Simon and Garfunkel’s “America” came out in April, 1968. I always heard the chorus as “All gone to look for America.” The Internet tells me I’ve heard that line wrong for nearly 50 years – it’s really “All come to look for America.” But, I think my mishearing is a better title for this series of blog posts on a trip back in 1968.
In 1968, our parents took our family plus Grandma on a major trip – a cross country trip mostly by train, returning eastward across Canada. It was an amazing few weeks and fueled my lifelong love of travel. It was also challenging at times for my folks who were traveling with 4 children under the age of 12 – I was 11, Carrie was 10, Jeff was 8 (had his 9th birthday on a train in Canada) and Terry was 3 (turned 4 not long after we got home). This was not the kind of trip middle class families made in the ’60s but my grandfather had died in late ’66 leaving some money for extras like this trip.
The main argument I had with Mom over this trip was her refusal to fly. She was phobic about flying, and this phobia extended to Dad (who occasionally had to fly on business) and her kids. Her stepmother would fly, but she traveled with us for most of the trip. She left us in Canada for a separate trip to Banff; don’t remember if she flew home from there or not.
This story of our trip will be mostly lacking something important – photographs. I know Dad took a fair number of photos as he stored them in photo envelopes in his office drawer for decades. Over the last few years, both of my parents have died. One thing we have yet to find after two years of combing over their stuff – most of the photos from that trip. The one family picture I have from early that summer just before the trip is the single most ugly shot of the four of us, so horrifying in its utter dorkiness that one brother has begged me to never put it online and I agreed. How bad is that photo? Well, here’s the picture of me from that photo, and, I agree, it is one of the worst photos of me ever.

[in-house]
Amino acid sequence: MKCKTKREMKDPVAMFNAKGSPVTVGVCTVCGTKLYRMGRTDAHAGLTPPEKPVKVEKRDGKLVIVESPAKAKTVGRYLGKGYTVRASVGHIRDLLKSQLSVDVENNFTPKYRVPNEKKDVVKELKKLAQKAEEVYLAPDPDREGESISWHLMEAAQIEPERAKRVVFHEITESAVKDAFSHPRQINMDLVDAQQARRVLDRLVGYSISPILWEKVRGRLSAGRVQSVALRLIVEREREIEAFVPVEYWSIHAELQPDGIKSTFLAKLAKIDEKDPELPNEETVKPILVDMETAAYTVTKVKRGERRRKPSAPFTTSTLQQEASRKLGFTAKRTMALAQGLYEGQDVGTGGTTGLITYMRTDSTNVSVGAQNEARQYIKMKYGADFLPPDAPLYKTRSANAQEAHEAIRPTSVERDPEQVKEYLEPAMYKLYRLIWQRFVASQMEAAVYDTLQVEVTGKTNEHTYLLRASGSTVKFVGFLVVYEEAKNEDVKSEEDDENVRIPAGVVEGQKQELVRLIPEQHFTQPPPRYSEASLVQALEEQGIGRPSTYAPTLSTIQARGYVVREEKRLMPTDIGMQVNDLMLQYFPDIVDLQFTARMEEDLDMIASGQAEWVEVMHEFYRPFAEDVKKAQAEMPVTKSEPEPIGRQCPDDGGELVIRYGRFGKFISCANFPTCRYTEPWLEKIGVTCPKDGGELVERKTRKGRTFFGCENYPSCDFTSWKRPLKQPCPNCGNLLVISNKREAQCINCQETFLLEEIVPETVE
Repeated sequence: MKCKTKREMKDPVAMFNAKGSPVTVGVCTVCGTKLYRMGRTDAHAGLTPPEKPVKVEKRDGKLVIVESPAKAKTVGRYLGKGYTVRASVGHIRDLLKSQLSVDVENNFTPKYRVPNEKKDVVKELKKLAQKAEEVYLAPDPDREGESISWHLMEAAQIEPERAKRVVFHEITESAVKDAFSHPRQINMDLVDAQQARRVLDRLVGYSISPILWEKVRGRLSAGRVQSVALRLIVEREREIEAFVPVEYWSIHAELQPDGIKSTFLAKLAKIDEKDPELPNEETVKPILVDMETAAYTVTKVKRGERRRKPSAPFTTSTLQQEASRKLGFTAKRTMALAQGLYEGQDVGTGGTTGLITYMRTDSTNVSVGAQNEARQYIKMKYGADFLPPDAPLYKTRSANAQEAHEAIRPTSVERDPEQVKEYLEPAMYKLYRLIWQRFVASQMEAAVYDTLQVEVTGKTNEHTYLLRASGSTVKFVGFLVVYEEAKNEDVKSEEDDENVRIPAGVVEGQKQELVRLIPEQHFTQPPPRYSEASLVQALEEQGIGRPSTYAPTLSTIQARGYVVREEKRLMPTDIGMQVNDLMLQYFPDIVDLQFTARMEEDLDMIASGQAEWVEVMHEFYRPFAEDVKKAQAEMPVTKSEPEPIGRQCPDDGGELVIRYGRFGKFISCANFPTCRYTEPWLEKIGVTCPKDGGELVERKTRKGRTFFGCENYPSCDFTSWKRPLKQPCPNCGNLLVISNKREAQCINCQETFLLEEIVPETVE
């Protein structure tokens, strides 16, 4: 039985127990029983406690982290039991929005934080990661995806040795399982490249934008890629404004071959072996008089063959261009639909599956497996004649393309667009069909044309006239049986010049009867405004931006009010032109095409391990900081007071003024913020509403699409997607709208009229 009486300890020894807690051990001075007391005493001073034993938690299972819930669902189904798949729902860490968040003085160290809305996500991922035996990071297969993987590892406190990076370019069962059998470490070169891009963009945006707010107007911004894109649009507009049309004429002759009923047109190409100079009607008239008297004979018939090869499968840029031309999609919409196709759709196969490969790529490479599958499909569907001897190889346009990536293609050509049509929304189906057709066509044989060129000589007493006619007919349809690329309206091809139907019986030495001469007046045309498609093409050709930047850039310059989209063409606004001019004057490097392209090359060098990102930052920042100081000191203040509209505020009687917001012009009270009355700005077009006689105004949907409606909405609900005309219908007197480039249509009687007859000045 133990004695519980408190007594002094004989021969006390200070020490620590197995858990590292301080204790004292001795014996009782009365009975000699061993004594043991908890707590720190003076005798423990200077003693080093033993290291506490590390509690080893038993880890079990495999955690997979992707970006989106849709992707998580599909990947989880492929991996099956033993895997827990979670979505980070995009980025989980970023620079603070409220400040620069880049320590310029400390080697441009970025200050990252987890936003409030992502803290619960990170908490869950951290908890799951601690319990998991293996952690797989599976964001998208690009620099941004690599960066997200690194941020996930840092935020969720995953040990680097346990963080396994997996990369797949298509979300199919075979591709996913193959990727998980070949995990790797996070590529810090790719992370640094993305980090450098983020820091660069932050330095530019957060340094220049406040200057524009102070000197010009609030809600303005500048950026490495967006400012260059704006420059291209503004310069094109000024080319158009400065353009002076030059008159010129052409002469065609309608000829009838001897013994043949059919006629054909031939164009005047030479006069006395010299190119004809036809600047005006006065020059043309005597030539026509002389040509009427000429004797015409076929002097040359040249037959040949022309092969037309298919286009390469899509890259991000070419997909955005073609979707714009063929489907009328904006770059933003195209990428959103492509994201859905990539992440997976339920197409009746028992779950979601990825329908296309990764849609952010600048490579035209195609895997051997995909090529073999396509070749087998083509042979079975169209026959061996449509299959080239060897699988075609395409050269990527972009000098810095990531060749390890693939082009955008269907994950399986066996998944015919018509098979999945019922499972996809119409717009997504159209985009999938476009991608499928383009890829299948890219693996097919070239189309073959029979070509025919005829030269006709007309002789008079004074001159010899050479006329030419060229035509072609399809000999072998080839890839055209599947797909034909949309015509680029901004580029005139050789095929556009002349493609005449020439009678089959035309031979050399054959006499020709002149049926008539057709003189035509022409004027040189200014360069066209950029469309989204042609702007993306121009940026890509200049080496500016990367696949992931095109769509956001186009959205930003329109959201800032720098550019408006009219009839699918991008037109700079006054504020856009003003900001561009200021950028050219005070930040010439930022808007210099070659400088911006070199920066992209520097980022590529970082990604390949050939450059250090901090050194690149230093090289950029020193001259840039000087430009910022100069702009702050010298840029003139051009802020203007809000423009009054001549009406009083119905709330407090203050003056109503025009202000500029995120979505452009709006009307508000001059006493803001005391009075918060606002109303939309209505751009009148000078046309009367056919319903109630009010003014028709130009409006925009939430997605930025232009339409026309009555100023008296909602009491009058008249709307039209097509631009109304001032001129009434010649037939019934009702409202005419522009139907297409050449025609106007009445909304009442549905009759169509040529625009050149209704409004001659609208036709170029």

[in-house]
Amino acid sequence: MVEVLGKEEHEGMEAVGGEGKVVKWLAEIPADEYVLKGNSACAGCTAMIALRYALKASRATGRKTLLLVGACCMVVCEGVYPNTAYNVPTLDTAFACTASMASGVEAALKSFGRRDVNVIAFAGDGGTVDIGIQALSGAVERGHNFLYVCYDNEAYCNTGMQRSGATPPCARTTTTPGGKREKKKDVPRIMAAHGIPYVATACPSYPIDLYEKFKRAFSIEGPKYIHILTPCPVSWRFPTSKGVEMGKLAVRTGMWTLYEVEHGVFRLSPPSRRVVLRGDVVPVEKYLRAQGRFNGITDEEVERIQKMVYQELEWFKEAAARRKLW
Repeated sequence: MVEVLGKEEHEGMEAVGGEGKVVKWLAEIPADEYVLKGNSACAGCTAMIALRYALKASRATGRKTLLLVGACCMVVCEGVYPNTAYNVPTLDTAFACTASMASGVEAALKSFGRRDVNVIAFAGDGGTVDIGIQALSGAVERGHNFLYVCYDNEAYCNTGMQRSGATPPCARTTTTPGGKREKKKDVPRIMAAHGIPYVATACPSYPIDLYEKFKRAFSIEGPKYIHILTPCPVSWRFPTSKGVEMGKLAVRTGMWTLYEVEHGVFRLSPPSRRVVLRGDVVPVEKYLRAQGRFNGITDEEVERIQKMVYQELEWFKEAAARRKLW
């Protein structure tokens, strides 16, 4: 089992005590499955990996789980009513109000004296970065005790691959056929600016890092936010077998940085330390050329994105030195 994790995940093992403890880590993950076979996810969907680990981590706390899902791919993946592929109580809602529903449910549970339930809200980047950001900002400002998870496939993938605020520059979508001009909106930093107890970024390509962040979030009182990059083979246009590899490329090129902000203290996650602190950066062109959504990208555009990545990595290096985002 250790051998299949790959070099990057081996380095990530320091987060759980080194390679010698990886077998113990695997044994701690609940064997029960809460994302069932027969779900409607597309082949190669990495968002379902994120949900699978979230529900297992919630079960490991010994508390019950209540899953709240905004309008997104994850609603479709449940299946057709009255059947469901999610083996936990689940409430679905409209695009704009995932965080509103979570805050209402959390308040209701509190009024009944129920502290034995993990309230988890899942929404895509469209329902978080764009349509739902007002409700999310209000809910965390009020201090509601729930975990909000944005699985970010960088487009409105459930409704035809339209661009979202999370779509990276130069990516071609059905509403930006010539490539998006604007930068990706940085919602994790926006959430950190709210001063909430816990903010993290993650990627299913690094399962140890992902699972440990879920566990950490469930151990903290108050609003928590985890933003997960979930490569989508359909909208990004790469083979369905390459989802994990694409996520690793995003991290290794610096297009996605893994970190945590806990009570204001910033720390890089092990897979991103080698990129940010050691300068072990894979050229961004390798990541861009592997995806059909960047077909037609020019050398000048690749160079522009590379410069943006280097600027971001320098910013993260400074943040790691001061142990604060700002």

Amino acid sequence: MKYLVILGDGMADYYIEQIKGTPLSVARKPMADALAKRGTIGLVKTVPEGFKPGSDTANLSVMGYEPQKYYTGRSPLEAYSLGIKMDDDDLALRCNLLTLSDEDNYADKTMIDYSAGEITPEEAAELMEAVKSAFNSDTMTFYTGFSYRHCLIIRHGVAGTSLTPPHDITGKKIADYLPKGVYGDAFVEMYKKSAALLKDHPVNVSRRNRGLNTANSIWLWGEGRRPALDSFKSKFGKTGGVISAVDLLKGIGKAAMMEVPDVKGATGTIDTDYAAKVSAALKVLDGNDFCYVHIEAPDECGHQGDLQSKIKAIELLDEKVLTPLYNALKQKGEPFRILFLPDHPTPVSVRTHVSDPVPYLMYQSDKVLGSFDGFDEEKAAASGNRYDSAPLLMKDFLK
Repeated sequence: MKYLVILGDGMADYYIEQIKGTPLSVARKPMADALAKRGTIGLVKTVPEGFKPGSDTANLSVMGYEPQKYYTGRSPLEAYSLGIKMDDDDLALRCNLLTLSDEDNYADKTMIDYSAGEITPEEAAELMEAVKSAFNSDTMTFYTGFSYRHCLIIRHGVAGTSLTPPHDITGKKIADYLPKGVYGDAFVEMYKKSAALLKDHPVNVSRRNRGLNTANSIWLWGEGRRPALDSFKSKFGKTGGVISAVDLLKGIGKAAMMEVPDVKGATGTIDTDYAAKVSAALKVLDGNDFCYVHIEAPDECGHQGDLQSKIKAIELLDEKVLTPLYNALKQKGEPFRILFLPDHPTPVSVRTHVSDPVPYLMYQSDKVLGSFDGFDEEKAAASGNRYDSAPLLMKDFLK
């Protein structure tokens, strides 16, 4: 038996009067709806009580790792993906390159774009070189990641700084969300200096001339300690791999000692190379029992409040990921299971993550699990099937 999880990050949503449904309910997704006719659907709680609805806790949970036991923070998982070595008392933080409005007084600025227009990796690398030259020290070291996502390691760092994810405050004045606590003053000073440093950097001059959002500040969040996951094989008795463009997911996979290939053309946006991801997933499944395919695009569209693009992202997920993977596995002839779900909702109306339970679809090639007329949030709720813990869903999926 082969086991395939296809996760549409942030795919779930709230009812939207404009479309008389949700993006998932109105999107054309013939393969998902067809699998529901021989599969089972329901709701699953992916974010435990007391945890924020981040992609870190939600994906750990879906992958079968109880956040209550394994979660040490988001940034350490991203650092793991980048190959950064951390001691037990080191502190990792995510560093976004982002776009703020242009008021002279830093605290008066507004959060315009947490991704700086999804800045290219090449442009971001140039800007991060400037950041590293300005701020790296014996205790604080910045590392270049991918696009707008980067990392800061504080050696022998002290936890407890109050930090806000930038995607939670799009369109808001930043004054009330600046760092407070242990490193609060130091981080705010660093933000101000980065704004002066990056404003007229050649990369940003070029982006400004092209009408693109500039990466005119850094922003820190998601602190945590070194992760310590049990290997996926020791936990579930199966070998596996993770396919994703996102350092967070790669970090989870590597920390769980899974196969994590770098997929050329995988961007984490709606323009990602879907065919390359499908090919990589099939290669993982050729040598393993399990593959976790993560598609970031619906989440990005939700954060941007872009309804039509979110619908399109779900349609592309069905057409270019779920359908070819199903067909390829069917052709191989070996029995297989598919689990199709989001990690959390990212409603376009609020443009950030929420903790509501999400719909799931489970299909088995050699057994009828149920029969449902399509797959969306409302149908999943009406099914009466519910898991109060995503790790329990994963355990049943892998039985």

Here’s a travel shot of us taken in Canada in 1967 (we were all bigger by ’68, me especially).
And our youngest brother looked roughly like this in 1968 (though smaller in this case)
And, finally, here’s a photo of my parents, taken around the time of the big trip.
While most of the photos of that summer are probably still buried in a box somewhere, one thing we did unearth last fall was the itinerary. My folks used a local travel agent who arranged the hotels and the like. So I can tell you that we left Union Station, Worcester, MA on Friday August 2, 5:10pm and took the train to Chicago. We had sleeper bunks in the train and got to Chicago the next morning. We stayed at the Harrison Hotel (now the Travelodge on East Harrison St.). I never had many memories of Chicago, other than it was the first huge city I’d ever been to. I think we went to one of the museums and walked around. I think we took a sightseeing trip on Lake Michigan. But the reason I have so few memories of Chicago from that trip is we were only there for about a day and a half. By early Sunday evening, we were on a train, heading west for Flagstaff, Arizona.